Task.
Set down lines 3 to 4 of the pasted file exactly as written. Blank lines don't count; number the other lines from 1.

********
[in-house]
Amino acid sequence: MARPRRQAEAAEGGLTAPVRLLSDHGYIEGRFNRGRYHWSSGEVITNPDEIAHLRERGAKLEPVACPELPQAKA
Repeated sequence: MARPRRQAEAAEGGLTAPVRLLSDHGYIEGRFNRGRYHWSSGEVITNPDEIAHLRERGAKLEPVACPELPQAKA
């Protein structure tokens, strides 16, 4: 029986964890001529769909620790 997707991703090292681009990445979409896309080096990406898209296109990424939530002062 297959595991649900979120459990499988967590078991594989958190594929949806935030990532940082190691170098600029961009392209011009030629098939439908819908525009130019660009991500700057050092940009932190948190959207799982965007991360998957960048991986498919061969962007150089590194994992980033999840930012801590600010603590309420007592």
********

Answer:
Repeated sequence: MARPRRQAEAAEGGLTAPVRLLSDHGYIEGRFNRGRYHWSSGEVITNPDEIAHLRERGAKLEPVACPELPQAKA
């Protein structure tokens, strides 16, 4: 029986964890001529769909620790 997707991703090292681009990445979409896309080096990406898209296109990424939530002062 297959595991649900979120459990499988967590078991594989958190594929949806935030990532940082190691170098600029961009392209011009030629098939439908819908525009130019660009991500700057050092940009932190948190959207799982965007991360998957960048991986498919061969962007150089590194994992980033999840930012801590600010603590309420007592």